Sunday, July 27, 2008

Rodney is new Tigers closer

Jim Leyland announced before the game today that Fernando Rodney has replaced Todd Jones as the Tigers closer. Jones has allowed runs in six of his last twelve appearances and has blown three of his last seven save opportunities with the one versus the White Sox on Friday night apparently being the last straw.

Fernando Rodney has not exactly been dominant since his return form the disabled list - 8 walks in 14 innings and a 5.14 ERA. However, he has not allowed a run in his last five appearances and has 9 strikeouts in 5 1/3 innings during that span. Rodney also has prior experience as a closer - at the end of 2005 and as a injury replacement for Jones in 2006.

The other option might have been Joel Zumaya but his control has been awful since his return from his shoulder injury - 15 walks in 16 1/3 innings. I think Rodney is the best choice at this point. Despite the move, I imagine they are still looking to trade for relief help as they have a serious need for middle relievers.


  1. AnonymousJuly 30, 2008

    Lee, maybe you can help me out with this. I can understand that a manager may want to make an announcement as to what relief pitcher will pitch what innings in a future game to give the press something to print. But I don't understand why a manager would feel compelled to honor that. I understand why a team with a dominant closer is ready to make that announcement and stick to it. I don't understand why the manager of a team with a bunch of decent relief pitchers would want to restrict himself in the use of his bullpen.
    Maybe it all has something to do with the "closer's mentality". A closer is a pitcher that needs to get outs and do that in pressure packed situations. Is this different than the expectations for any other pitcher on the team? Are there managers that are telling certain pitchers they won't have to worry about pitching in pressure situations? Essentially, I want to know what winning-baseball-games reason there is for naming and sticking with a closer or set up guy or set up the set up guy guy. Is this some kind of a courtesy to the bullpen staff for their preparation? Are there certain pitchers that have to be ready to start warming up at the drop of a hat and others not? Thanks.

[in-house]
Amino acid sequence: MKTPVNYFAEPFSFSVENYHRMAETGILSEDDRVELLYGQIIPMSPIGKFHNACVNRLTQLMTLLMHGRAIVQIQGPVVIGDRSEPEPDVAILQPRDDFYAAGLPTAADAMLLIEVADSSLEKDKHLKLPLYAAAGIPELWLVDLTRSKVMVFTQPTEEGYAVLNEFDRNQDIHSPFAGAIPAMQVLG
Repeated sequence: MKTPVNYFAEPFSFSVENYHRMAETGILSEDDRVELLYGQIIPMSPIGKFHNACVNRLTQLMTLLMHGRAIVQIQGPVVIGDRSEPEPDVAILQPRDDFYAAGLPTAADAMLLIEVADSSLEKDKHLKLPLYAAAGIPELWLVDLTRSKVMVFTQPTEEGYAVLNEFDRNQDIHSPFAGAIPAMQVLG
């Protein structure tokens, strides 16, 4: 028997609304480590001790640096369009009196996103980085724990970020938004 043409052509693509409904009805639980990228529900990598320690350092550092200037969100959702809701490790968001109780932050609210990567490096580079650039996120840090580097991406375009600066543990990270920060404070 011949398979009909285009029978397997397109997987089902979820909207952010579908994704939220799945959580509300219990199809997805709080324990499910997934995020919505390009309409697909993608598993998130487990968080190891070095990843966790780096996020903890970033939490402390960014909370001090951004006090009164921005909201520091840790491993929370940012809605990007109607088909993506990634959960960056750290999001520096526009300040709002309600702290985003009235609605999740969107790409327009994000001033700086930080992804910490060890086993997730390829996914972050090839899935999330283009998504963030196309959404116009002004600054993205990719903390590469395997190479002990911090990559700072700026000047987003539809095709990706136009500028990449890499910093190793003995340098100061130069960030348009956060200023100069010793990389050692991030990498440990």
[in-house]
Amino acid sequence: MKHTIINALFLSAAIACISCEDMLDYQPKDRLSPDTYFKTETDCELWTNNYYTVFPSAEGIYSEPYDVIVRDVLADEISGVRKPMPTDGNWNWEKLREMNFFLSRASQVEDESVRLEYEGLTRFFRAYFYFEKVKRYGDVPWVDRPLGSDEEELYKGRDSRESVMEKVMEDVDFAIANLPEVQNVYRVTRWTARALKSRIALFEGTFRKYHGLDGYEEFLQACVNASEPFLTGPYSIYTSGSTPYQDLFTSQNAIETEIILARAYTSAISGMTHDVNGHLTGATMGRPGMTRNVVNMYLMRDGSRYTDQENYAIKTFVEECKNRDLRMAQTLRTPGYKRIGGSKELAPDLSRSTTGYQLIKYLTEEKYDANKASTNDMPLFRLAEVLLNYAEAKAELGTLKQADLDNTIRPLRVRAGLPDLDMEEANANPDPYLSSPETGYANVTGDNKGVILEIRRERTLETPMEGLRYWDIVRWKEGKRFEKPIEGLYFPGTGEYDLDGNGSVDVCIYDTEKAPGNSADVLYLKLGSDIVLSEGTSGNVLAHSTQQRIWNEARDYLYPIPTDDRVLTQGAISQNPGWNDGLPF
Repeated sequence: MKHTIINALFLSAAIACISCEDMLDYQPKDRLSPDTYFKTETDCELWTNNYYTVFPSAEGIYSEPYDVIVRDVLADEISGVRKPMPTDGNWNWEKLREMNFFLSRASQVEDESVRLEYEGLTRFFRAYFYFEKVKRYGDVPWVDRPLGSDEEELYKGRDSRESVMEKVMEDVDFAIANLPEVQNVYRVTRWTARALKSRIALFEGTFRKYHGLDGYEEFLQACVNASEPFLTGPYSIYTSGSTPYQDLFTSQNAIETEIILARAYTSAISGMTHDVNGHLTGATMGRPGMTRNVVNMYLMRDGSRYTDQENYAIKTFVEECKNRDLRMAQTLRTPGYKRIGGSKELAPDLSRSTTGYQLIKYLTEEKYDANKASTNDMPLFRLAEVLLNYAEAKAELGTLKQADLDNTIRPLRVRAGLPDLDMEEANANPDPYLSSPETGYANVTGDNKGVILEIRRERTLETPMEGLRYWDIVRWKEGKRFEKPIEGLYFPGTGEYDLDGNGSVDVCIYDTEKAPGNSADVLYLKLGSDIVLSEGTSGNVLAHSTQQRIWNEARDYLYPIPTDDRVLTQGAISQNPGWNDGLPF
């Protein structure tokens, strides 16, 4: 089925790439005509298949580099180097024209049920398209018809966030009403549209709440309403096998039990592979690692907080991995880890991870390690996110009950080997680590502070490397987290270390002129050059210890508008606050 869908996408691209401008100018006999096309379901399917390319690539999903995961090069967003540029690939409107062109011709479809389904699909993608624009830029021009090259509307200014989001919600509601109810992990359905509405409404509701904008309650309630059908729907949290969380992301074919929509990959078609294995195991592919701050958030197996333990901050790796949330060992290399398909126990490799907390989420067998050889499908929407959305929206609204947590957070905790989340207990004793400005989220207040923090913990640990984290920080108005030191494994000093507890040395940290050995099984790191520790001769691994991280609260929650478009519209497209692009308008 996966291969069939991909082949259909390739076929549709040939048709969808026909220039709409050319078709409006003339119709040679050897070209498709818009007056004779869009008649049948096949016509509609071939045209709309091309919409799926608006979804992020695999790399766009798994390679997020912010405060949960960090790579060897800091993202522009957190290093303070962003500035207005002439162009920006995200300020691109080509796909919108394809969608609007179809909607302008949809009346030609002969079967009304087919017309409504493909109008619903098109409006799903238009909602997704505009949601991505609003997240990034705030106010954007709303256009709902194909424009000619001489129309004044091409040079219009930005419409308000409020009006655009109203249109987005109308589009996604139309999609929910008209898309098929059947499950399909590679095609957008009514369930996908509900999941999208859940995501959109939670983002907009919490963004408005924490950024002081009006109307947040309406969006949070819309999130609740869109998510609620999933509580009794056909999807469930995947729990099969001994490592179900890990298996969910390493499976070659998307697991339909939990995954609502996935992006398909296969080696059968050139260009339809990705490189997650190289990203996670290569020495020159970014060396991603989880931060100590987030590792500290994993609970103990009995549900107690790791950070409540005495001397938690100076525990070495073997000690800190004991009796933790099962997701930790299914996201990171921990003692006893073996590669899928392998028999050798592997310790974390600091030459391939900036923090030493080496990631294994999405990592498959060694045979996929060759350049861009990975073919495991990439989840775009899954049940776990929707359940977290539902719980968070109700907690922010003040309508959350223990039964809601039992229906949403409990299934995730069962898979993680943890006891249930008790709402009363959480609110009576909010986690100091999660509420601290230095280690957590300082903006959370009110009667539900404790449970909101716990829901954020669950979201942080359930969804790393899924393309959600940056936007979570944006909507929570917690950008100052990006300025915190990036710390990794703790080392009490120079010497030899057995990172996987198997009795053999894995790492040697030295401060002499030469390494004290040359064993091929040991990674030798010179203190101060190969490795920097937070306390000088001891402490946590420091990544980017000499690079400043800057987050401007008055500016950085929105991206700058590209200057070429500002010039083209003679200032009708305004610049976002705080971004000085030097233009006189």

2. I think it has to do with preparation. Pitchers are more comfortable when they know their roles. It seems to me that relievers should approach pitching the same way regardless of their roles but they apparently think differently.

    My biggest criticism is that I think the closer role has become too rigid. Teams automatically bring their closer in the ninth inning with a three run lead or less and usually with the bases empty. Is that the best use of your top reliever? I think the "closer" should be used in the most difficult situations and I don't believe that's a three run lead with the bases empty in the 9th inning. I'd like to see them come into games with men on base in the 8th or into tie games. Use them when you really need to. Don't just use them to pile up saves.

    I'm not sure if that answers your question but those are my thoughts.

  3. Lee, if you haven't already read it, take a look at Jim Caple's article on closers on

    I think we're both reluctant to believe there can be reasons other than winning games for the way bullpens are managed. Caple seems to say that's the case though.

    It seems we're probably both more in favor of the Whitey Herzog bullpen philosophy.

  4. Thanks for the article. I totally agree with Caple.




Blog Archive


My Sabermetrics Book

My Sabermetrics Book
One of Baseball America's top ten books of 2010

Other Sabermetrics Books

Stat Counter